Beth Booth’s poem is powerful, vulnerable, and surprising in its language. It has something to say and does so in a voice that is exciting and new. Would be a deserved winner in a great list! 

I feel like I personally understand and relate, and it is beautifully written. 

I love how the author manages to capture both numbing isolation and intense emotions in one poem, incredibly moving 

Beautiful and haunting 


The phrasing really grabs your attention. 

It employs a very striking extended metaphor and clever transformation of images in the last two lines (“move out/move on/move to be a checkmate/checking/check out”) which stuck in my mind in a way I didn’t experience with the other poems. I can very much empathise as someone who has also spent six years in six different houses and felt the same ghostlike feeling when moving in or out. 

I think this poem is beautiful. It speaks to me of feeling unsettled, both in the body and in the world. It gives me shivers when I read it. 

So vivid and really resonates 

On so many levels, this poem speaks of haunting. Of the separation of the person into fractals of themselves, their relationships, their timelines, their viewpoints. It is therefore universal and yet intimate, a glimpse into the otherness of self. I love this poem, even though (especially because) it haunts me.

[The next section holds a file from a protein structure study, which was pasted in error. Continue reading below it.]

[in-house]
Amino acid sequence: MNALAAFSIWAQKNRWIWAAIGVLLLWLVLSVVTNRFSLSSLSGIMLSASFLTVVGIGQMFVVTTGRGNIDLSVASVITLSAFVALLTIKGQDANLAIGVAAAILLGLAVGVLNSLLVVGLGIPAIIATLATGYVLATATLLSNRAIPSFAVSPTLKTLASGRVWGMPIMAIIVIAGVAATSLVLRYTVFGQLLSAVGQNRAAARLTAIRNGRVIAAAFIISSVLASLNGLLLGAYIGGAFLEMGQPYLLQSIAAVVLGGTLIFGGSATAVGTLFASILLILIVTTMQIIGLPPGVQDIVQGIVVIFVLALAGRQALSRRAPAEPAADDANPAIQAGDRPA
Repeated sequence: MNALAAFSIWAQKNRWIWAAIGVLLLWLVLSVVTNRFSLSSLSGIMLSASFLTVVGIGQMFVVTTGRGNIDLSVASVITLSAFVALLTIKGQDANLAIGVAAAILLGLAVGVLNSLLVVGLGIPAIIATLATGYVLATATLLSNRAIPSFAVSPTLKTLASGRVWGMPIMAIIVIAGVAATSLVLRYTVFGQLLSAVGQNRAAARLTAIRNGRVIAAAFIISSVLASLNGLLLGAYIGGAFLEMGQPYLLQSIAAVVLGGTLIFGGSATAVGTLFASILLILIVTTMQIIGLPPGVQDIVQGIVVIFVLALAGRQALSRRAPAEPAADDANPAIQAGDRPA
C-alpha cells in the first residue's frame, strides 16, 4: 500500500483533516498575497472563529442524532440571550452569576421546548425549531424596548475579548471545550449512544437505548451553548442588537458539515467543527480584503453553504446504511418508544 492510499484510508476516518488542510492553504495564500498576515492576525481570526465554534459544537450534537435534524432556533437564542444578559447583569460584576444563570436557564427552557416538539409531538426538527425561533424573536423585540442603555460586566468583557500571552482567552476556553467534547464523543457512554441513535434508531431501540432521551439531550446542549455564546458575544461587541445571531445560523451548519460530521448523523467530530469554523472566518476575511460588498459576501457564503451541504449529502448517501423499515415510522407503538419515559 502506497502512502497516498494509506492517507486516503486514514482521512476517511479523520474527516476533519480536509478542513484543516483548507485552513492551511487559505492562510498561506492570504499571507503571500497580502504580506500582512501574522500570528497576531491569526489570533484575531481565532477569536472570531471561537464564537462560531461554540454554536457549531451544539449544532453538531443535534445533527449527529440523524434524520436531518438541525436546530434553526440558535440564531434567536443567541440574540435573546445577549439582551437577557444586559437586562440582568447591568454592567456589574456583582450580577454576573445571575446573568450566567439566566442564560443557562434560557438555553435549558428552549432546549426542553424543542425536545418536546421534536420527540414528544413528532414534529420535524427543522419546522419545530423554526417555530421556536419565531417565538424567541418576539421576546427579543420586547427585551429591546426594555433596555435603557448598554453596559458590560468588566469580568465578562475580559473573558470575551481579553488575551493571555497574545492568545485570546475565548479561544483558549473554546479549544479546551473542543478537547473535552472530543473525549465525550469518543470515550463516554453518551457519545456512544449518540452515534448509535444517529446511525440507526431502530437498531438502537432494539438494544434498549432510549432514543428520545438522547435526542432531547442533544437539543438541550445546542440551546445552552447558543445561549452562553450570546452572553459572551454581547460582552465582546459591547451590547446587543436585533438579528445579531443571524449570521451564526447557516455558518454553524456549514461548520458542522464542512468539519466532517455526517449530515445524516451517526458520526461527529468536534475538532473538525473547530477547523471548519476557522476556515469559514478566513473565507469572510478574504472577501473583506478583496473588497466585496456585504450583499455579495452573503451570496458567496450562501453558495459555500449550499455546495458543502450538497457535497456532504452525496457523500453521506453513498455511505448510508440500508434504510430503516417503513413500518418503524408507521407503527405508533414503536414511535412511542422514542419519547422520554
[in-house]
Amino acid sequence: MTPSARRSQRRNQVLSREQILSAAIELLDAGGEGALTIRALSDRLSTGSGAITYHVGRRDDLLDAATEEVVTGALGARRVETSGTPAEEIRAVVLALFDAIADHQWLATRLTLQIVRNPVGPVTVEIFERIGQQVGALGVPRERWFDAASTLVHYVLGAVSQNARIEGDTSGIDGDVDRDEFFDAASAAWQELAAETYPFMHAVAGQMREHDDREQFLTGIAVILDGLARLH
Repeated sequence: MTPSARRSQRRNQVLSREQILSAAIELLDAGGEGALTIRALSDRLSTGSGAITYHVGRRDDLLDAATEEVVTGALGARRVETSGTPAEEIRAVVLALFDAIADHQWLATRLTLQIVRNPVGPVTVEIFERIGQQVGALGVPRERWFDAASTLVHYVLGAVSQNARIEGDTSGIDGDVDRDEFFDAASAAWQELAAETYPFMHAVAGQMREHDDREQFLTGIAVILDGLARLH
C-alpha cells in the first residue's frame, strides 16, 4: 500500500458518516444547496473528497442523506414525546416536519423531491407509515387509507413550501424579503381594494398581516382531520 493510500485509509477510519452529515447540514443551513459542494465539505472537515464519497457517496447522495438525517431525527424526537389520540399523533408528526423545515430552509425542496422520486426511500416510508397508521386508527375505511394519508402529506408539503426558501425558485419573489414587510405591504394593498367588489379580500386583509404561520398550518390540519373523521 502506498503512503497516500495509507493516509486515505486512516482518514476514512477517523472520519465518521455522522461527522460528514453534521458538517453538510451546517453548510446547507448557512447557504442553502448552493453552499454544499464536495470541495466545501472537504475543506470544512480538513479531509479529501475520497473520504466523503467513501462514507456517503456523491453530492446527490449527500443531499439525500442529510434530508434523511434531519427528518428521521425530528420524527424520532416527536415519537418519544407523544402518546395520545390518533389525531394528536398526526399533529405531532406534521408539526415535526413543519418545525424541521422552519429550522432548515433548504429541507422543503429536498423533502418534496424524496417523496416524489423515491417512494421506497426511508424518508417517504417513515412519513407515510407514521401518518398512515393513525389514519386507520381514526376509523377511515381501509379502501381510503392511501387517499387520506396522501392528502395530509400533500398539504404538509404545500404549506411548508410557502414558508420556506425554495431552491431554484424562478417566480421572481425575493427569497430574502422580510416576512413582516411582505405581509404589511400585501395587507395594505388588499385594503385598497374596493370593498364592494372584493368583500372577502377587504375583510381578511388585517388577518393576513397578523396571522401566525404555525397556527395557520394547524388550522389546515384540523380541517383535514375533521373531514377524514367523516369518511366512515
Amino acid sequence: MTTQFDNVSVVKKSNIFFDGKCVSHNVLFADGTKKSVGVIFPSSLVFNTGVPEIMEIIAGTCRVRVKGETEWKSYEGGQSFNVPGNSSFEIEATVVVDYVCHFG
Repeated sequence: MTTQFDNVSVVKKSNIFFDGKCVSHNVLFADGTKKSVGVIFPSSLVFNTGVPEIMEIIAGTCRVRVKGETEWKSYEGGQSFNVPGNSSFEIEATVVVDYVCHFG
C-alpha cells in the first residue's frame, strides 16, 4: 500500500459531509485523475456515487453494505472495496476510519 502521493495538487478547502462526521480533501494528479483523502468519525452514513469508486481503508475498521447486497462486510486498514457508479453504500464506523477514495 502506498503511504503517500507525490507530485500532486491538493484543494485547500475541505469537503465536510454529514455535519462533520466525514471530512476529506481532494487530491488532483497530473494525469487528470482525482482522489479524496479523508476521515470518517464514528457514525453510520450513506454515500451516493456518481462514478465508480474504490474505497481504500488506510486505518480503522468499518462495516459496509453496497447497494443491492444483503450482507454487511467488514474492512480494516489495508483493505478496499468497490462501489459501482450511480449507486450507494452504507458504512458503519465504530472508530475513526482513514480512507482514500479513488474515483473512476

It’s the strangest 

This beautiful poem stayed in my mind long after I read it. The poet captured the feelings wonderfully well. 

I love the use of vocabulary and mood 

Speaks to my experience of leaving parts of myself in the spaces where I was traumatised or healed 

It flows so beautifully and gives me chills 

wonderfully captures the pathos of the tragic situation 

For me it was this one or The Farmer’s Prayer – both touched me on an emotional rather than intellectual level, the way a poem can, sometimes. For me, To the Occupier was more personally relatable, though. 

I really liked the melancholy reflections it inspired on life’s passage, its events and memories, and what we leave behind…

As a renter, I like the way it subtly criticises how people are forced to move from place to place. 

This transitory existence moving from house to house when you rent is a common experience for many young people, and this captures something of this perfectly.